Uri Alon studies how cells work, using an array of tools (including improv theater) to understand the biological circuits that perform the functions of life.
First trained as a physicist, Uri Alon found a passion for biological systems. At the Weizmann Institute of Science in Israel, he and his lab investigate the protein circuits within a cell (they focus on E. coli), looking for basic interaction patterns that recur throughout biological networks. It's a field full of cross-disciplinary thinking habits and interesting problems. And in fact, Alon is the author of a classic paper on lab behavior called "How to Choose a Good Scientiﬁc Problem," which takes a step back from the rush to get grants and publish papers to ask: How can a good lab foster growth and self-motivated research?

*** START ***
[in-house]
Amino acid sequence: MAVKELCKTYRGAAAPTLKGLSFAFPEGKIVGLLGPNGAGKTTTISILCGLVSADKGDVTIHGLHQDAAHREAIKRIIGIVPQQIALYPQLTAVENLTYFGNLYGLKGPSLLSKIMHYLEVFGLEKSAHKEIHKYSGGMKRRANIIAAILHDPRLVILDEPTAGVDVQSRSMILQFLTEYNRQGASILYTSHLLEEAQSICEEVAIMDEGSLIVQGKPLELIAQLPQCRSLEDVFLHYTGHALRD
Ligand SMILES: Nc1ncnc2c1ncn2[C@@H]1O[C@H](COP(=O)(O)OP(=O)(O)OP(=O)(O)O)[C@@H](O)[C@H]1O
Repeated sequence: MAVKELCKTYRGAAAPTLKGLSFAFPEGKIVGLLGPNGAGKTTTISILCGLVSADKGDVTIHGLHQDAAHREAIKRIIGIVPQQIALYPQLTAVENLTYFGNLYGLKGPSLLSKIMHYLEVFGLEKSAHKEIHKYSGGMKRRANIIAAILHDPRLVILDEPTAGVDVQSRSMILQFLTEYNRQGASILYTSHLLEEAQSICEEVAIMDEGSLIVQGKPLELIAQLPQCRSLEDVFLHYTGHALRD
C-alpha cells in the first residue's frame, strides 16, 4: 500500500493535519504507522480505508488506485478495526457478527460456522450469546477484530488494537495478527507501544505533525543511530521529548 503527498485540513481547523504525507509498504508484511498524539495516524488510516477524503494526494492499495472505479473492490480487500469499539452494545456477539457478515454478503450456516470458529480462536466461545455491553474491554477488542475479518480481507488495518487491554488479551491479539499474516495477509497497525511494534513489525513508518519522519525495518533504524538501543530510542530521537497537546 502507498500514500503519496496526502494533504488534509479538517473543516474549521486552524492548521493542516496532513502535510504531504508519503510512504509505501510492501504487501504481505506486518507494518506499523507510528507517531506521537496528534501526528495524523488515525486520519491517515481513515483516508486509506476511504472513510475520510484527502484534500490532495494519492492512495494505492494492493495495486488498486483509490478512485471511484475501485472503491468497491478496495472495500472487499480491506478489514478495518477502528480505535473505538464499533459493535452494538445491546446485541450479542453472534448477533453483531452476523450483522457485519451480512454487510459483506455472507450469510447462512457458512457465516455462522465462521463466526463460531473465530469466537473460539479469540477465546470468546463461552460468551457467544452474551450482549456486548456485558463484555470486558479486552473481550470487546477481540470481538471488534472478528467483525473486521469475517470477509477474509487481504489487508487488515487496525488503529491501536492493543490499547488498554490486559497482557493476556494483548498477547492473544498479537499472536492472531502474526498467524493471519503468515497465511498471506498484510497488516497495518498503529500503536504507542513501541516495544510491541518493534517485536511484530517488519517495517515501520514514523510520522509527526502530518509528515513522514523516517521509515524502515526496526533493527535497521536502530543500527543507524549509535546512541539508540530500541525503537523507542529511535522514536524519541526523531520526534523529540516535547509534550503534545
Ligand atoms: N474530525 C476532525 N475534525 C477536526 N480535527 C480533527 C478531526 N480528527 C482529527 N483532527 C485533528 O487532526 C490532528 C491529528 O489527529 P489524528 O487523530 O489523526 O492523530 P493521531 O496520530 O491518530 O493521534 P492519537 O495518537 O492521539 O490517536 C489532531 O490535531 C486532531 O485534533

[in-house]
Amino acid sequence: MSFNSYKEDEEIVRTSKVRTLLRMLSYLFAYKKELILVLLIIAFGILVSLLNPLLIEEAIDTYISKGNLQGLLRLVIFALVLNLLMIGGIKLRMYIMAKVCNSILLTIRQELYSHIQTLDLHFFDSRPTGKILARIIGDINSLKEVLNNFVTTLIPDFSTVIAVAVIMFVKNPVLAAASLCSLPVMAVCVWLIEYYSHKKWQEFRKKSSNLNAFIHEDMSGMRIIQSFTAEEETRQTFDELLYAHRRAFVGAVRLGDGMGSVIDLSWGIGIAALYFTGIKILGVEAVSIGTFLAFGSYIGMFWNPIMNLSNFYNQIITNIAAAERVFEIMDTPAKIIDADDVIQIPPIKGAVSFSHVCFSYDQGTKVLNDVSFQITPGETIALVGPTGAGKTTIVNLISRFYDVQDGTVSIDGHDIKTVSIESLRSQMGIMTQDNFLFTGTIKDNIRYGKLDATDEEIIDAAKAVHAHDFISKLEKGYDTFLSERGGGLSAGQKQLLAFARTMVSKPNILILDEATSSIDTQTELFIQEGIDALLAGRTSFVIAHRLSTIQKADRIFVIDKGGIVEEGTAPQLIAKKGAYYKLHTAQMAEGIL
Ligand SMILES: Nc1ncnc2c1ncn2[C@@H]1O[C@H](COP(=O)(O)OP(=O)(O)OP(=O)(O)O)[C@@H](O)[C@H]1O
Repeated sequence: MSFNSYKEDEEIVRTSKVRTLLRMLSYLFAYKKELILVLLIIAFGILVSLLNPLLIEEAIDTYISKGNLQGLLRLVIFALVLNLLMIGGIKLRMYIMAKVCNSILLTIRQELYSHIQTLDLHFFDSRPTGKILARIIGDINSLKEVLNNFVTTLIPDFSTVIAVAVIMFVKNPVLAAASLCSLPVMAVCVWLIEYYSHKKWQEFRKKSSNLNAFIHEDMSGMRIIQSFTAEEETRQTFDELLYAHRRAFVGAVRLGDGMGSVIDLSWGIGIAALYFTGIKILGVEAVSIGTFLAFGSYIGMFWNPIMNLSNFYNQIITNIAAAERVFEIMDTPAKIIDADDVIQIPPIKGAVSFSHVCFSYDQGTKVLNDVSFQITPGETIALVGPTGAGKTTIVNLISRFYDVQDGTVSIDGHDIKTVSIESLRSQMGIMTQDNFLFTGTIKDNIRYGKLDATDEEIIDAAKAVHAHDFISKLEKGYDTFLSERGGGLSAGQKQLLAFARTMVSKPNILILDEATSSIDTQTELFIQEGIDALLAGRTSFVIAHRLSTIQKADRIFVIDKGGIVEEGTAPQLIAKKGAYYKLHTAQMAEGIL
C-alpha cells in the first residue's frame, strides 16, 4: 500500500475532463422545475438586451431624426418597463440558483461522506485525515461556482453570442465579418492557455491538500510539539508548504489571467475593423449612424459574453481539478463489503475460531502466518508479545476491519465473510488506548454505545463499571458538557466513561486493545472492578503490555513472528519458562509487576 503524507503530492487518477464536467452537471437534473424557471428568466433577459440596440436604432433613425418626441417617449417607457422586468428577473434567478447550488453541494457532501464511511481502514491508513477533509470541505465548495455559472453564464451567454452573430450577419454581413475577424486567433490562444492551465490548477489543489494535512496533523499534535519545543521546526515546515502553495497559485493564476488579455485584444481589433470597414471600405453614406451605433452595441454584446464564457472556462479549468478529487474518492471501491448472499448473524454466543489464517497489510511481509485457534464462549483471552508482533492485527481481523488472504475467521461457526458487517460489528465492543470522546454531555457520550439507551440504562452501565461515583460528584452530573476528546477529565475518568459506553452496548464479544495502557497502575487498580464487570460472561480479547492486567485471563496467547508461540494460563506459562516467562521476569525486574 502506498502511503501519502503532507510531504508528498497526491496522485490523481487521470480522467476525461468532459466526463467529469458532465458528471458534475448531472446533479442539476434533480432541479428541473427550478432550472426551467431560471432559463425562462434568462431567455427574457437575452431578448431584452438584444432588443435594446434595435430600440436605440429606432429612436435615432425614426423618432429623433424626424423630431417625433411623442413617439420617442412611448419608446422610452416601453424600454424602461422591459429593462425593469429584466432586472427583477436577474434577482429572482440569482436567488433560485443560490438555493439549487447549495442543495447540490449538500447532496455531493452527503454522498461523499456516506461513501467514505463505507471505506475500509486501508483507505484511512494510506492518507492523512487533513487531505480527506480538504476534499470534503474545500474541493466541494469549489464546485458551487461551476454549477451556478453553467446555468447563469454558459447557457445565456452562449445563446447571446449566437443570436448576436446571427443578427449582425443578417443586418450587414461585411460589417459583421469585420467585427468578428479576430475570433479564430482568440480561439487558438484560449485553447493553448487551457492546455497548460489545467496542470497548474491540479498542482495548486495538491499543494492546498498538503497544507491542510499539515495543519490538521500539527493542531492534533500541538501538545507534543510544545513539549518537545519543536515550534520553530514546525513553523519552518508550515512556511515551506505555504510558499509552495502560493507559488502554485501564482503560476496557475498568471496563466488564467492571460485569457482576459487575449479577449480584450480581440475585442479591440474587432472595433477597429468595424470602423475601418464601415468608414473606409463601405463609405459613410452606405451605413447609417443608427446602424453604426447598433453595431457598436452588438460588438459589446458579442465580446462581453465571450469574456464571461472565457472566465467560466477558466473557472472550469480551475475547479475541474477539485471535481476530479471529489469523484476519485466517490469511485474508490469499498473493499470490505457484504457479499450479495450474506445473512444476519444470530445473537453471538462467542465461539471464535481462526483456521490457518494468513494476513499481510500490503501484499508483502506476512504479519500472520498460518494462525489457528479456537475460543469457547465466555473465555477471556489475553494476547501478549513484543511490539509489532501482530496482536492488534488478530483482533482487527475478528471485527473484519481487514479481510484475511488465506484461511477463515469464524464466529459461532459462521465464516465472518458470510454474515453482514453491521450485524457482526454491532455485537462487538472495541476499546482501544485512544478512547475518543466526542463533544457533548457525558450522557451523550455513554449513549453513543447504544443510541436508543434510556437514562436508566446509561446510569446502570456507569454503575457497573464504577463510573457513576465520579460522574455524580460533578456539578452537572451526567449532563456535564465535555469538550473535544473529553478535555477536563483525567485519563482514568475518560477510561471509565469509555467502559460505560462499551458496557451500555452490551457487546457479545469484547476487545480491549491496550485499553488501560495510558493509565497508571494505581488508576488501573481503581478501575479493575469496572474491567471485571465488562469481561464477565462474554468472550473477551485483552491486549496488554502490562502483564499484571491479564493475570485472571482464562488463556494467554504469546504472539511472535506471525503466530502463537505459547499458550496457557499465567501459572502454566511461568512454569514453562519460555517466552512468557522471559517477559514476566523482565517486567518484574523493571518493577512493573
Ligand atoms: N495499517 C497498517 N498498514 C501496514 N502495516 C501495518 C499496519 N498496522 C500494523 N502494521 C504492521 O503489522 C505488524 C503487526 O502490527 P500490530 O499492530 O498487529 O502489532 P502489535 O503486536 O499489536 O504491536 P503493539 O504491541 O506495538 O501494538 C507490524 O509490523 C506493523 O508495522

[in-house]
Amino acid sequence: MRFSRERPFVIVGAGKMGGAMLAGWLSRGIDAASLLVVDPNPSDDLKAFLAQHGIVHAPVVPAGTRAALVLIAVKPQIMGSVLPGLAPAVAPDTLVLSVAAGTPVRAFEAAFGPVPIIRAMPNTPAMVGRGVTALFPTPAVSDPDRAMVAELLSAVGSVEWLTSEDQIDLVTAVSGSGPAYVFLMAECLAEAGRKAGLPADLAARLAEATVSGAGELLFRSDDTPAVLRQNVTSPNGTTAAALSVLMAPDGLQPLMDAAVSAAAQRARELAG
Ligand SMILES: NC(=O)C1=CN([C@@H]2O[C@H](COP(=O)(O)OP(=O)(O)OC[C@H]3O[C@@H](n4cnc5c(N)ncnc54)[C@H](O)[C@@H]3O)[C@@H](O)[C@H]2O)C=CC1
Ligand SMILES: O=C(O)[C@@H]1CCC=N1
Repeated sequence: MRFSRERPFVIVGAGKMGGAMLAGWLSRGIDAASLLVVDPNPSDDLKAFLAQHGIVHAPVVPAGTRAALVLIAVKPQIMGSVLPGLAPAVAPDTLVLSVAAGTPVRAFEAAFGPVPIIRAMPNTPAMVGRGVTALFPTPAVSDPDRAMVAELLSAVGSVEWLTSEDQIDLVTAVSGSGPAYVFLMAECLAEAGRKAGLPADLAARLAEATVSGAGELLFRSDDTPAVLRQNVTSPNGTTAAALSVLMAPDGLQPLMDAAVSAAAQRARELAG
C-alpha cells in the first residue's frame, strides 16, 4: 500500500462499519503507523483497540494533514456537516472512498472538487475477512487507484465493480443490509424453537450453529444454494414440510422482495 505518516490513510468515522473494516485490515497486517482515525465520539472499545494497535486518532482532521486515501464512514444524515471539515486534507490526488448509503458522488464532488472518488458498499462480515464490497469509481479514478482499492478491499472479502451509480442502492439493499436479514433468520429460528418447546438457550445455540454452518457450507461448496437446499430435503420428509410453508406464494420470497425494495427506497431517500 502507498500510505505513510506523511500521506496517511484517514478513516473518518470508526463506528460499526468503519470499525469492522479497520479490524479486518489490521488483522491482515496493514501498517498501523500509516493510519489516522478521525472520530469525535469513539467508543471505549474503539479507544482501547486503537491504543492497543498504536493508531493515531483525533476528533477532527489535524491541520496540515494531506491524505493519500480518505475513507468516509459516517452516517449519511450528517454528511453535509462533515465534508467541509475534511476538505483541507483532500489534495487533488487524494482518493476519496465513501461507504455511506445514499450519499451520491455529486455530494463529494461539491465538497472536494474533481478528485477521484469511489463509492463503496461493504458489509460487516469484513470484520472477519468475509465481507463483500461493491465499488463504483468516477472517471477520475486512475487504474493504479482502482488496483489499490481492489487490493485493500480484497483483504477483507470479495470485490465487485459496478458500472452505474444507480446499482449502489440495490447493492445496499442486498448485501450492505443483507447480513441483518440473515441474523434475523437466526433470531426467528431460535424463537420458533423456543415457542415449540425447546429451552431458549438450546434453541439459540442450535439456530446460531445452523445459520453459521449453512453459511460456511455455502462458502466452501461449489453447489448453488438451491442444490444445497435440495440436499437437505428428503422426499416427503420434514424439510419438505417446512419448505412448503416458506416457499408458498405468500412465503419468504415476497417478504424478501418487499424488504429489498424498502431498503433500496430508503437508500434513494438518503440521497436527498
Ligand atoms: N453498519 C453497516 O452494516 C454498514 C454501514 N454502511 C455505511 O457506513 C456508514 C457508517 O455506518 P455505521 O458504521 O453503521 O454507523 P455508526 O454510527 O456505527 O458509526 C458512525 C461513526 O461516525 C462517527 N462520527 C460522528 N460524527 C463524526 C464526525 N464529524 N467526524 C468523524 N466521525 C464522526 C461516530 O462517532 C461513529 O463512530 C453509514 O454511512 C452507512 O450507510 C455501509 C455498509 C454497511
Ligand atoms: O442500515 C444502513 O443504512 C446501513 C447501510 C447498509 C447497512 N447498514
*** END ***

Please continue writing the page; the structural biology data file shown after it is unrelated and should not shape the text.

In Alon's lab, students use tools from physics, neurobiology and computer science -- and concepts from improv theatre -- to study basic principles of interactions. Using a theater practice called the "mirror game
," they showed that two people can create complex novel motion together without a designated leader or follower. He also works on an addicting site called BioNumbers
-- all the measurements you need to know about biology. The characteristic heart rate of a pond mussel? Why it's 4-6 beats per minute.